Lacrimal Gland Tumors
- Author: Dan D DeAngelis, MD, FRCSC; Chief Editor: Hampton Roy, Sr, MD more...
The lacrimal gland is a bilobed eccrine secretory gland, which is situated in the superotemporal orbit. The 2 lobes of the lacrimal gland, the orbital lobe and the much smaller palpebral lobe, are separated anatomically by the lateral horn of the levator aponeurosis. Only the palpebral lobe can be visualized in the superior fornix on lid eversion. Thus, disease processes that solely affect the orbital lobe may not manifest until later in the course of the illness.
Mass lesions of the lacrimal gland can be classified broadly into inflammatory and neoplastic subtypes. Inflammatory etiologies, while not uncommon, include dacryoadenitis, sarcoidosis, and orbital inflammatory pseudotumor. For the purposes of this discussion, the focus will be on neoplastic lesions of the lacrimal gland. Most of the neoplastic lesions in the lacrimal gland are epithelial in origin, with approximately 50% classified as benign and 50% as malignant.
Benign lesions include pleomorphic adenomas (benign mixed cell tumors), benign reactive lymphoid hyperplasia, and oncocytomas. These lesions are slowly growing masses more commonly found in adults in their forth to fifth decades of life. Malignant tumors of the lacrimal gland include adenoid cystic carcinoma, adenocarcinoma, squamous cell carcinoma, mucoepidermoid carcinoma, and malignant lymphomas.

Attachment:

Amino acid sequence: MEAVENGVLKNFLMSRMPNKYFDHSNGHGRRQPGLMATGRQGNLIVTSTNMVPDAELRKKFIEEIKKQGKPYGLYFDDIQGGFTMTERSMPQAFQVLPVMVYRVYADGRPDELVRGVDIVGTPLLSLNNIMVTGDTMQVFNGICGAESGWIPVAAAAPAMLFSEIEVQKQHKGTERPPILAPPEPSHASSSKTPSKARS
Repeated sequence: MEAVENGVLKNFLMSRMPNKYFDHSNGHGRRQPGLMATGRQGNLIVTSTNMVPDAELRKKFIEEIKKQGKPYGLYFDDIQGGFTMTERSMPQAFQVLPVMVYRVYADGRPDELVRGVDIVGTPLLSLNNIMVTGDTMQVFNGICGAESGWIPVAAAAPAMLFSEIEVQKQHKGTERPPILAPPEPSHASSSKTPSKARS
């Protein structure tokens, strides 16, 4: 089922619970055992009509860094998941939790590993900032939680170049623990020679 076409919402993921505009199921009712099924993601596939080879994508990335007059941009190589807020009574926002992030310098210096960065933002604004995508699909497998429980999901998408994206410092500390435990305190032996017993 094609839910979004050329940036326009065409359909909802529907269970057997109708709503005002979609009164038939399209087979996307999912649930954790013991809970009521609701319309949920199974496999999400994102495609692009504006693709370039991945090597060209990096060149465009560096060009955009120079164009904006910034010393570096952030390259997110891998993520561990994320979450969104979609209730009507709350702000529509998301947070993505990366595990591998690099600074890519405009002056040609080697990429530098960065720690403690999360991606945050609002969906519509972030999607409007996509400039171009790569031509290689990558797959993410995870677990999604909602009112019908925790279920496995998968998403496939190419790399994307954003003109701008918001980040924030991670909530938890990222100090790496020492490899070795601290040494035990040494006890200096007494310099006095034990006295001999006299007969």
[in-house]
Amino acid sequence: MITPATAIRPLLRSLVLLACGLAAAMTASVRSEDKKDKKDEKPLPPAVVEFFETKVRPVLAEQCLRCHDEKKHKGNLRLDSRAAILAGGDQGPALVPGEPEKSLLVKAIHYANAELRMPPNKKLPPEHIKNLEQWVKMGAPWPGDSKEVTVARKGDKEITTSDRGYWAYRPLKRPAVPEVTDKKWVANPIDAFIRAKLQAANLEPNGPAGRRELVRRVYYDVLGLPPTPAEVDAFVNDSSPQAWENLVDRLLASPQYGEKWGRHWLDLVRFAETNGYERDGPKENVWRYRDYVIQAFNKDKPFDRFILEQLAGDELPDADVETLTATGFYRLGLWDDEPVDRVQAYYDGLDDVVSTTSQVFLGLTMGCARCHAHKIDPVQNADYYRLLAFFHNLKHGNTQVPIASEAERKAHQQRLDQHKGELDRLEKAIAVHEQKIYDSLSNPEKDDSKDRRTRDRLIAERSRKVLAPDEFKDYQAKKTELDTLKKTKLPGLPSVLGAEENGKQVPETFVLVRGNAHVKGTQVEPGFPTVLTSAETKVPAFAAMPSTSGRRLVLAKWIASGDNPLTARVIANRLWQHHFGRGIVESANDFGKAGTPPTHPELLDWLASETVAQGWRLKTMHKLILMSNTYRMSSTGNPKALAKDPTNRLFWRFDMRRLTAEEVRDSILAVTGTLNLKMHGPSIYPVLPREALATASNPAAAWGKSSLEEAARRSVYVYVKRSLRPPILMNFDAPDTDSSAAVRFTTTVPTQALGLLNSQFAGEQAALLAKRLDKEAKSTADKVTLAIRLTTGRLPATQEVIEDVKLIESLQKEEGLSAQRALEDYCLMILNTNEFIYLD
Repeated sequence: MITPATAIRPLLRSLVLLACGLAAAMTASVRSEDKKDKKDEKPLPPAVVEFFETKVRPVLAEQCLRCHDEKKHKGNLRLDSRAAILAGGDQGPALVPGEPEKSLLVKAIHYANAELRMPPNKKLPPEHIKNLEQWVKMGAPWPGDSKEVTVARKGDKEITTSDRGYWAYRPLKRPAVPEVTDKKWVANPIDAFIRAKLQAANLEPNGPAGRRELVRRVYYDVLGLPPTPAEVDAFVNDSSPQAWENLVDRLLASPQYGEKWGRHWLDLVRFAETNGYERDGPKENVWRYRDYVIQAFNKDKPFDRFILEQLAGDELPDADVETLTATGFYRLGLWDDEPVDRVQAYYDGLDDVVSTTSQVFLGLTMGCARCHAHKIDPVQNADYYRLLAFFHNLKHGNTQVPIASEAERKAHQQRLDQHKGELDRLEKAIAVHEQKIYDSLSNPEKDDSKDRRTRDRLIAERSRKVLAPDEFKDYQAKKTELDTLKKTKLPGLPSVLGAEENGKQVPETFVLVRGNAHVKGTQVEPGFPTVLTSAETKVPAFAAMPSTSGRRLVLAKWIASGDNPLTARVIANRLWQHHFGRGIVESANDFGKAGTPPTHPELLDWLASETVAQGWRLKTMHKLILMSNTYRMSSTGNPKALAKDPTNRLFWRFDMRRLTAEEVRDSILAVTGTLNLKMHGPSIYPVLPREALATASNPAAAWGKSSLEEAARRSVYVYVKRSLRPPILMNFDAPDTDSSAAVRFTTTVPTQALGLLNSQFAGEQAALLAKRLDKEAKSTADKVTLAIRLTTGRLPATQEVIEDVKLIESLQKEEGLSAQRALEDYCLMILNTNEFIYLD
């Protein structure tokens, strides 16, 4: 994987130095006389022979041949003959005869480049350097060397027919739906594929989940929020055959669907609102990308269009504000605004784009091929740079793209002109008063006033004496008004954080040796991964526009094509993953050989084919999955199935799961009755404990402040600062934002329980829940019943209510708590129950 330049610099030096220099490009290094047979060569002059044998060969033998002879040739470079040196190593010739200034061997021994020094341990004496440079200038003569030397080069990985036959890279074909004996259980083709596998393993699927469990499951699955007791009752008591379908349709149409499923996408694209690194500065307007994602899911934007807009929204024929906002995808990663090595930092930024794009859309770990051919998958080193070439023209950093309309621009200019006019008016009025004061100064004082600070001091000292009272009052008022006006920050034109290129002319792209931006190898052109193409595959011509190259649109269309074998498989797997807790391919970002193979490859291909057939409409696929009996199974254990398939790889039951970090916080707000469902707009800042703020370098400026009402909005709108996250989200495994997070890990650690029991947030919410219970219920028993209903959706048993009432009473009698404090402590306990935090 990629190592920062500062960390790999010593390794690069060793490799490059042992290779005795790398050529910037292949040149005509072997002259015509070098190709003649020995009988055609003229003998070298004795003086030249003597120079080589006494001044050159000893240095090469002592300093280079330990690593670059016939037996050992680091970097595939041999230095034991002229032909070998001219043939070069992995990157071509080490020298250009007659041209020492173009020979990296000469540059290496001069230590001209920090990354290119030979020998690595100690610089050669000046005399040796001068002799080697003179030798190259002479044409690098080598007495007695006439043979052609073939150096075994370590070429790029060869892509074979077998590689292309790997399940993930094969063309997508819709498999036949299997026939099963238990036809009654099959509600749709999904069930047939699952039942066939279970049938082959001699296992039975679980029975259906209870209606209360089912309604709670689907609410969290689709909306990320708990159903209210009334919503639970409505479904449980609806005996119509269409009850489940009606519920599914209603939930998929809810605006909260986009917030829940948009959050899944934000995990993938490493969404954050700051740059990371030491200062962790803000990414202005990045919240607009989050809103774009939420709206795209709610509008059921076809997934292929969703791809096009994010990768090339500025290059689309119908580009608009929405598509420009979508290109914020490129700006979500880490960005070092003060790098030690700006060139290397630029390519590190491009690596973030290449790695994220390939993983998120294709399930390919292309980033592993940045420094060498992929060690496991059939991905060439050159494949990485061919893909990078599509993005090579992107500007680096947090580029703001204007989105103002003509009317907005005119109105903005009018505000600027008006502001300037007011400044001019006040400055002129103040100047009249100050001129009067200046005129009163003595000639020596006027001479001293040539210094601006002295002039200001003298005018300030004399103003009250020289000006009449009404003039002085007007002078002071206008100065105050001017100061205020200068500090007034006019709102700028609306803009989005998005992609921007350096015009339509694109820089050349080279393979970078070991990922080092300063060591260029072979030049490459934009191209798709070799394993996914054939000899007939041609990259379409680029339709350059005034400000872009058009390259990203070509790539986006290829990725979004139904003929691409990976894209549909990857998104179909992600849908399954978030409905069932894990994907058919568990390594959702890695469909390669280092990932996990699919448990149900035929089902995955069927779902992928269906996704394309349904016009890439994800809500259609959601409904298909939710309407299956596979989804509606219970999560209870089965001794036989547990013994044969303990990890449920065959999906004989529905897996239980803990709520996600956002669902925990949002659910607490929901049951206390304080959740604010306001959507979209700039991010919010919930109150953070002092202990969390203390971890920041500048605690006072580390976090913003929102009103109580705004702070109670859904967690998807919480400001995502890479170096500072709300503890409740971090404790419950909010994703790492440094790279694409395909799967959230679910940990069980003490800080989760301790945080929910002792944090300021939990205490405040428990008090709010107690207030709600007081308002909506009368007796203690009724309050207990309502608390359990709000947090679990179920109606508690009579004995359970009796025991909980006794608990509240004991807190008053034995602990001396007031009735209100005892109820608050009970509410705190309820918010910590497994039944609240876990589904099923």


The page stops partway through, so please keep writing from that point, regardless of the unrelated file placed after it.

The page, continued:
Adenoid cystic carcinoma is the most common malignant lacrimal gland tumor, comprising 50% of malignant tumors of lacrimal gland and 25% of all lacrimal gland tumors. Most cases are seen in the third decade of life with a second bimodal peak in the teenage years.
Data about the prevalence of lacrimal gland tumors is quite sparse in the literature as this condition is quite rare. Malignant epithelial neoplasms of the lacrimal gland account for approximately 2% of all orbital neoplasms. Similarly, epithelial neoplasms account for only 4% of all lacrimal gland lesions.
Patients with lacrimal gland tumors, especially malignant ones, need to be observed long term before successful treatment can be claimed. The approximate 15-year mortality rate approaches 75%.
Lacrimal gland tumors are seen more frequently in the third decade of life, and the second bimodal peak is in the teenage years.
Tse DT, Benedetto P, Dubovy S, Schiffman JC, Feuer WJ. Clinical analysis of the effect of intraarterial cytoreductive chemotherapy in the treatment of lacrimal gland adenoid cystic carcinoma. Am J Ophthalmol. 2006 Jan. 141(1):44-53. [Medline].
Rasmussen P, Ralfkiaer E, Prause JU, et al. Malignant lymphoma of the lacrimal gland: a nation-based study. Arch Ophthalmol. 2011 Oct. 129(10):1275-80. [Medline].
Ahmad SM, Esmaeli B, Williams M, Nguyen J, Fay A, Woog J. American Joint Committee on Cancer classification predicts outcome of patients with lacrimal gland adenoid cystic carcinoma. Ophthalmology. 2009 Jun. 116(6):1210-5. [Medline].
Esmaeli B, Ahmadi MA, Youssef A, et al. Outcomes in patients with adenoid cystic carcinoma of the lacrimal gland. Ophthal Plast Reconstr Surg. 2004 Jan. 20(1):22-6. [Medline].